Developing the character was easy because there was such an understanding already of the kind of person that we were trying to portray. My dad, he's a very humble, loyal, good guy. Vince could relate to that and on ways for how he viewed his own father. So, developing it was super-collaborative, he had a lot of his own ideas of how things should unfold and why things would happen the way they would. And I'm a very collaborative director, so it's like I loved all that and we put it all into the piece.

Now, I don't want to say we got past the great part, because there's great days ahead. But you mentioned that you submitted the film to Sundance and it got rejected. North Hollywood notoriously, infamously, is not getting picked up by anybody. What are the reasons why? What exactly do you think is the disconnect?
There's a lot of psychological things we could say. Like the Native Son complex, where you see a Black filmmaker operating out of the social norms, making something that doesn't operate in that Native Son complex and you're going to get some pushback. Right? But here's the real, 100 percent issue is that, on Mid90s, they overspent on marketing and just on how they did it. So for skating, that was such a big win, that movie, because it was a good movie and it came out all around the world and people really loved it and it showed skating in a great light. But to Hollywood people, it was viewed as a loss. So, that's really the real reason because it's, at the end of the day, all about money.

But it's funny, man. It's like, when you look at that film, the way they marketed it, the way they rolled it out, they premiered it at TIFF. Kind of pandered to these fancier, older people, and that's the wrong choice. It's like, start it from skating and push it upward. It was like they treated skating as if like, "We're hooking you up or including you in this." We did a Thrasher screening, just one, and it was like, "This is so special and dope." And it's like, "Nah, this should be the people pushing our movie." We shouldn't be premiering at TIFF. You know? We should be saying, "Fuck you," to TIFF because those people don't care either way.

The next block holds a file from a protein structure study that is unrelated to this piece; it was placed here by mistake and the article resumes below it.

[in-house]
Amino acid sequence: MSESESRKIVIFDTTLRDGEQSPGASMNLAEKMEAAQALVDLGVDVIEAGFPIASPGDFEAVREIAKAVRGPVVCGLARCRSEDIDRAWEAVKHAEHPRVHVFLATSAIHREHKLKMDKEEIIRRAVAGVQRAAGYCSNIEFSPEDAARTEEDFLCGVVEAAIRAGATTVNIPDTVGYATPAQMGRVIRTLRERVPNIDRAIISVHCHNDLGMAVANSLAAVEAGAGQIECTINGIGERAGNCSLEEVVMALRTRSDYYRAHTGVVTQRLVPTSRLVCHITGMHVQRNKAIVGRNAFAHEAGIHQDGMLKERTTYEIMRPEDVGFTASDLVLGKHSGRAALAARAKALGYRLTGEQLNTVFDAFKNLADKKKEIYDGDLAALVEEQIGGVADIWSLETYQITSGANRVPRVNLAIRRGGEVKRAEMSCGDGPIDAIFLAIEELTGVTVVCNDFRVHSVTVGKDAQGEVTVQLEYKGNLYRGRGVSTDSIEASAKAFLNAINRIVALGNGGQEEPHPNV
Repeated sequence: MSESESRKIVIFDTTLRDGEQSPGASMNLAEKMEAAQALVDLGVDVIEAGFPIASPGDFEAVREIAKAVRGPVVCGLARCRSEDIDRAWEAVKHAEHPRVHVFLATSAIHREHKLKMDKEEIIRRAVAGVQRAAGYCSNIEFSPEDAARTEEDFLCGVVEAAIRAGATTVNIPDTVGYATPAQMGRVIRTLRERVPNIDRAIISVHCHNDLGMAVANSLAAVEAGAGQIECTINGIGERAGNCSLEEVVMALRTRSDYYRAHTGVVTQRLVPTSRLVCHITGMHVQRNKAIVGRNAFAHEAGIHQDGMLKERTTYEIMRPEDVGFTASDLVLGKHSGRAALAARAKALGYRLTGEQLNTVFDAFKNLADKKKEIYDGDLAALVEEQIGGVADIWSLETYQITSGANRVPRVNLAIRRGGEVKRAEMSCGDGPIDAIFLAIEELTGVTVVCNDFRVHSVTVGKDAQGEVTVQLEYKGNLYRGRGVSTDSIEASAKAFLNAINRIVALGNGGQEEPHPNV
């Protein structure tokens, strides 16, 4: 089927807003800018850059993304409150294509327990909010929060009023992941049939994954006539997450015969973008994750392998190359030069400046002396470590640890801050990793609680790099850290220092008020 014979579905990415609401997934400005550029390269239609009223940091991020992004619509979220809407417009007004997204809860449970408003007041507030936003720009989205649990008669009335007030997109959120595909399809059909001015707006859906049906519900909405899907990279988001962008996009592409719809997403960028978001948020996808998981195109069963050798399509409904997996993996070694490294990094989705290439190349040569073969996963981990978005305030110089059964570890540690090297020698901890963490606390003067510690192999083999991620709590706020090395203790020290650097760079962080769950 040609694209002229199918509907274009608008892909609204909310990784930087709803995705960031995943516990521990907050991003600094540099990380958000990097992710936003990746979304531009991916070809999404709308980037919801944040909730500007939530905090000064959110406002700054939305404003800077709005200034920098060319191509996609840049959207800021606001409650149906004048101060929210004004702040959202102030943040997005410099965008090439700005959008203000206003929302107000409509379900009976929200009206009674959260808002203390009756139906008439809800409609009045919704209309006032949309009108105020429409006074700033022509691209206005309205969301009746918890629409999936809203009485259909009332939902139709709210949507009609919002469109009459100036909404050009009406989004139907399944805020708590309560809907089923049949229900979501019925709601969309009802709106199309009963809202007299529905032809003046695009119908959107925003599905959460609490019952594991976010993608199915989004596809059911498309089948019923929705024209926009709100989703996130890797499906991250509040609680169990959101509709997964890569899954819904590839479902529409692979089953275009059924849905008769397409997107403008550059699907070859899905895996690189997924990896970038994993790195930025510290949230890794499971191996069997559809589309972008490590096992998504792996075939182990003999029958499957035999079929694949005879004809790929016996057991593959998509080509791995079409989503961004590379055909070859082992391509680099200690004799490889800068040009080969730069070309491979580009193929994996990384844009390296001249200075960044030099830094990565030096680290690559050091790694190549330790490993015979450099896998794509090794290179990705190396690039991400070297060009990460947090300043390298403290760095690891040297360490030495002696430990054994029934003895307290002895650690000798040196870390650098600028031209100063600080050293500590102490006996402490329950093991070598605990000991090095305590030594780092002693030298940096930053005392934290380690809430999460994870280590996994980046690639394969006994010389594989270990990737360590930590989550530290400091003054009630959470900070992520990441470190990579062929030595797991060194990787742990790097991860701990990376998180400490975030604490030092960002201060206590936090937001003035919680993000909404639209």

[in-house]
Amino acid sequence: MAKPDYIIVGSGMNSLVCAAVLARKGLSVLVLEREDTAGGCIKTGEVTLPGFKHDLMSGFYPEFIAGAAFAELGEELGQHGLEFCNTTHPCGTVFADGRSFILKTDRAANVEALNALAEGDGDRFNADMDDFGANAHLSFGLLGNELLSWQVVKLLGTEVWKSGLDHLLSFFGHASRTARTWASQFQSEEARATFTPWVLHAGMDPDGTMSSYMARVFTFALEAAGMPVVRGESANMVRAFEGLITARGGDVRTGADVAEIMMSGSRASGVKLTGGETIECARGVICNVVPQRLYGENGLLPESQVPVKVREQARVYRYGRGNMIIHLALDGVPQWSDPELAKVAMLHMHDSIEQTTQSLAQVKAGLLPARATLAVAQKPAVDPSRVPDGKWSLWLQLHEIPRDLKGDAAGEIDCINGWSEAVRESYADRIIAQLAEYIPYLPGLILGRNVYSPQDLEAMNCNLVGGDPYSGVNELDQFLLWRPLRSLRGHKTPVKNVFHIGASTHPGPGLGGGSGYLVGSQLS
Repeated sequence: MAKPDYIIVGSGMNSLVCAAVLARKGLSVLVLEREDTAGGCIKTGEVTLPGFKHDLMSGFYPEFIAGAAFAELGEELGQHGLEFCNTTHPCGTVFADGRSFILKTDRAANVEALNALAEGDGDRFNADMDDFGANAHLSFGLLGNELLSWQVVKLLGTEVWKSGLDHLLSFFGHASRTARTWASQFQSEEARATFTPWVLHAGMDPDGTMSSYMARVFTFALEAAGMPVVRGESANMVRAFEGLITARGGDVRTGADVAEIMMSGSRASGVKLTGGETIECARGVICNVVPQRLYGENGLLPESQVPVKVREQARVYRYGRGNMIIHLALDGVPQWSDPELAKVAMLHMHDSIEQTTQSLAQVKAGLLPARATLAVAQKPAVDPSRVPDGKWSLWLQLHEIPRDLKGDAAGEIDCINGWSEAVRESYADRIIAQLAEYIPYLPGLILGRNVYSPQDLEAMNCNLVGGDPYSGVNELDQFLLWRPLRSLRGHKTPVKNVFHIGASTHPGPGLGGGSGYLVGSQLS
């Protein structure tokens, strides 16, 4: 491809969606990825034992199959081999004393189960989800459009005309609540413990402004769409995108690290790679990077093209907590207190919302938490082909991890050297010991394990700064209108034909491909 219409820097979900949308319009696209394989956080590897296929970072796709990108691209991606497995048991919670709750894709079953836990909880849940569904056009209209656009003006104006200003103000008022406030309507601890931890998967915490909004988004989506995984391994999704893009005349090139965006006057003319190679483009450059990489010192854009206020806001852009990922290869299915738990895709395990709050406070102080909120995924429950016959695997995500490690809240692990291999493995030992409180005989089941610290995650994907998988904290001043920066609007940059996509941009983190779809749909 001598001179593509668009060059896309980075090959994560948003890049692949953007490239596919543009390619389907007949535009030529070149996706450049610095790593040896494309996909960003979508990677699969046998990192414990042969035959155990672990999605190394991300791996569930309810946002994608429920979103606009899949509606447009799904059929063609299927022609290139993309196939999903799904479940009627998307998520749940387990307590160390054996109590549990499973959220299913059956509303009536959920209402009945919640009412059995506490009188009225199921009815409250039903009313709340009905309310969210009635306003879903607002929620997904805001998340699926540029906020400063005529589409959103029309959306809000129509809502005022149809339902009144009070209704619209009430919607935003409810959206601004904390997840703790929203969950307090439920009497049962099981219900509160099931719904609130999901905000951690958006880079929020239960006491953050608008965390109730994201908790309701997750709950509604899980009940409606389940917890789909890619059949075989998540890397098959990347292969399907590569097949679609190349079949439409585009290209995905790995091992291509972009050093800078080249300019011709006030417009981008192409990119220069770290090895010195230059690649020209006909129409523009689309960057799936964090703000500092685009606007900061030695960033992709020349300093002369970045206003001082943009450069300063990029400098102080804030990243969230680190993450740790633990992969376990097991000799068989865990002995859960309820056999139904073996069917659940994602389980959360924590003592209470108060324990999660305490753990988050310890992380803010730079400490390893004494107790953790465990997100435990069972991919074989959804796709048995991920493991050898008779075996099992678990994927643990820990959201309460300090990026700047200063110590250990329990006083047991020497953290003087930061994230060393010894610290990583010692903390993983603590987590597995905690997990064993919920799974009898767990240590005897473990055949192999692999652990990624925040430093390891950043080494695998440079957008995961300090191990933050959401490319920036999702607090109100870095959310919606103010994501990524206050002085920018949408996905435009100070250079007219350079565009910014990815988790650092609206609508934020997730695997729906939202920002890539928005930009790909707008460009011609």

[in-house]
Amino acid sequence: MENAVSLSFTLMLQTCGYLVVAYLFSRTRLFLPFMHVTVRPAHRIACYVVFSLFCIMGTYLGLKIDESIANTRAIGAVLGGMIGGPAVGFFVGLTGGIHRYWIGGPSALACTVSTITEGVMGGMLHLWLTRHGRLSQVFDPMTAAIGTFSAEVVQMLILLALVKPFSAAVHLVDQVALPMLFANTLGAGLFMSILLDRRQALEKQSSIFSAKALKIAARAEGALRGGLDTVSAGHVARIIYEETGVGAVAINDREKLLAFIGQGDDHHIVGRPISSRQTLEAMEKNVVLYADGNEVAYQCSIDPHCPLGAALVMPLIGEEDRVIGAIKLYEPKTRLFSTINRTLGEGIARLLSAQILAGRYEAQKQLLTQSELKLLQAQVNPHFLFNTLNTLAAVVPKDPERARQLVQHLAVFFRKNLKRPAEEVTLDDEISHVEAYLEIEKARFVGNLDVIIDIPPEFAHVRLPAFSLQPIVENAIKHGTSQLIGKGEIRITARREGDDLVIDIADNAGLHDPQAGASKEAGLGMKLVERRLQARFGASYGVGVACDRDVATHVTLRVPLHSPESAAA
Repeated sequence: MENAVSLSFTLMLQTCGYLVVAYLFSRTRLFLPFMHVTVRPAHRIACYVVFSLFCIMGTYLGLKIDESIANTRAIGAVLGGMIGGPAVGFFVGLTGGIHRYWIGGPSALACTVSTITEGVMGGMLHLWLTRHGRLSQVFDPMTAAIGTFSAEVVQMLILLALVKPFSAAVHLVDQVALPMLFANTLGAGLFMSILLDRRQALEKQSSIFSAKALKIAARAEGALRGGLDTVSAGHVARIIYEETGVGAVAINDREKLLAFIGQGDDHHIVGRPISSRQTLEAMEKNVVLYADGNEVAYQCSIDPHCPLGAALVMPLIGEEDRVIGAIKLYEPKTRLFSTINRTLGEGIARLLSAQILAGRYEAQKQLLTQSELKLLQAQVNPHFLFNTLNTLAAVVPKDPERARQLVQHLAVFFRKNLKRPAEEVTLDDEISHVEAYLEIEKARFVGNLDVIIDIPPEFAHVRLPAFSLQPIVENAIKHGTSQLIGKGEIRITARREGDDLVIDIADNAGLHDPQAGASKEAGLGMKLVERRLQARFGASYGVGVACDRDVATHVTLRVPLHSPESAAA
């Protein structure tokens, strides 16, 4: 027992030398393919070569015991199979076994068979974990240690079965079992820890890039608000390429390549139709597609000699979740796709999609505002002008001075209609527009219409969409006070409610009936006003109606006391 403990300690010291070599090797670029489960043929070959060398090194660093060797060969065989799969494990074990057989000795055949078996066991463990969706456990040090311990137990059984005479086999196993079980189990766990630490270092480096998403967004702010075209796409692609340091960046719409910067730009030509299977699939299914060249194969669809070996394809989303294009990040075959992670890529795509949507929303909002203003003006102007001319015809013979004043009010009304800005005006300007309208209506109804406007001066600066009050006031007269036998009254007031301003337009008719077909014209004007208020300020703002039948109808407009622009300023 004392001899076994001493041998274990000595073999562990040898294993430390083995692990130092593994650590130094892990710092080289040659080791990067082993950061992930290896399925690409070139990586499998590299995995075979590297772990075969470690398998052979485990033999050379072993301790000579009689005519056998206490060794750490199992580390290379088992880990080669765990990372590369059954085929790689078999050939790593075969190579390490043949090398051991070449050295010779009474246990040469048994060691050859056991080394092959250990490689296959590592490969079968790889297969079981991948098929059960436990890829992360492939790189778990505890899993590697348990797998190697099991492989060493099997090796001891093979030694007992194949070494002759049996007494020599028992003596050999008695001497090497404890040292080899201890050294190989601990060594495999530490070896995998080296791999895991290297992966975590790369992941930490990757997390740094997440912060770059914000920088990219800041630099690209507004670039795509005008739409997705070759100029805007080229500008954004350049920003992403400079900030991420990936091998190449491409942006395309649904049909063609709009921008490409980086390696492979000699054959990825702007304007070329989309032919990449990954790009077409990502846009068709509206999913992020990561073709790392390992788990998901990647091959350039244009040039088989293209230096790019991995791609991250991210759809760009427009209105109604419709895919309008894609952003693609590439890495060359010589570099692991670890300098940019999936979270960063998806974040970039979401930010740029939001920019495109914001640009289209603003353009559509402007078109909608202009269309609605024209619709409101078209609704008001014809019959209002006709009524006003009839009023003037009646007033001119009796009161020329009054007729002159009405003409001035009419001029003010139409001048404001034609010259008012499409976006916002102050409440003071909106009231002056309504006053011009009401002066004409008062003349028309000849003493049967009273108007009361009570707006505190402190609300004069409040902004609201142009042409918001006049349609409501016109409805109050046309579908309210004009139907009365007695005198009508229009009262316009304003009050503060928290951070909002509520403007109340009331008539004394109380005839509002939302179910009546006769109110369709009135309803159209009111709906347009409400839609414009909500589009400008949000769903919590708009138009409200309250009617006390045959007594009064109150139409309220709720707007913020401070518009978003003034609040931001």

Facts.
It's like they were chasing awards and chasing Hollywood stuff, trying to push skating on them. They don't want that. You know? And while you're wasting your energy doing that, you're ignoring the real fans. But it's all good. You know what I'm saying? And like I said, that movie was such a big win for skating. And look, man, it's the first one since Lords of Dogtown. So, you got to learn the lessons. You got to have that misstep on the first one so the second one can smash.

Have you ever thought about starting your own distribution or trying to do it on your own?
For sure. The future, in my opinion, of business and of the marketplace is in product. So, I have an idea about making a portable projector and making that a trend and making it to where, Illegal Civ, we control the content on the projector. We take it off, put it on when we want, make it exclusive, make it not exclusive when we want. And people are fighting over an item so they can watch their piece of content. So in my feelings, it's like that's where everything is headed. Where people are going to be reselling movies. There'll be lines, like hype culture but for movies. And, man, I can't wait to get an investment. You know?